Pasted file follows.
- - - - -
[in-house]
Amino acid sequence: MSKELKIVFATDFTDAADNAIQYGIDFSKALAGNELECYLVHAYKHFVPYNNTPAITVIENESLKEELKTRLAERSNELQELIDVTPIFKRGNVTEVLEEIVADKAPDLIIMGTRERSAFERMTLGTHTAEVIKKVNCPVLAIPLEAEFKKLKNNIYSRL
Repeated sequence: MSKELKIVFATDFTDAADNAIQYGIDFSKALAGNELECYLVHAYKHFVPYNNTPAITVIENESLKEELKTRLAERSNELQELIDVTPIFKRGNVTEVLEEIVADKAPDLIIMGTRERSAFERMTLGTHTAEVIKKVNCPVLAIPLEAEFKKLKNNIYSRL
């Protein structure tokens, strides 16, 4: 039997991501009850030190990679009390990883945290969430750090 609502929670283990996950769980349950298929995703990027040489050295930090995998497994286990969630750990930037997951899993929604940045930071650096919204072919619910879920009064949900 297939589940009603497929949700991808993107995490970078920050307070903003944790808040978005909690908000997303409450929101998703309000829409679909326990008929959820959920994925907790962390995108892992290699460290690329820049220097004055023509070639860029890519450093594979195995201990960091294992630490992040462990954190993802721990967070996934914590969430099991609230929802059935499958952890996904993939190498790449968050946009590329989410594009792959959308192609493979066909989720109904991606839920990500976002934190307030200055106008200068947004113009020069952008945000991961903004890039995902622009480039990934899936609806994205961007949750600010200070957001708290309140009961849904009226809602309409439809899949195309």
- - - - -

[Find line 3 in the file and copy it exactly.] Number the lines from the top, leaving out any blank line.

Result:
Repeated sequence: MSKELKIVFATDFTDAADNAIQYGIDFSKALAGNELECYLVHAYKHFVPYNNTPAITVIENESLKEELKTRLAERSNELQELIDVTPIFKRGNVTEVLEEIVADKAPDLIIMGTRERSAFERMTLGTHTAEVIKKVNCPVLAIPLEAEFKKLKNNIYSRL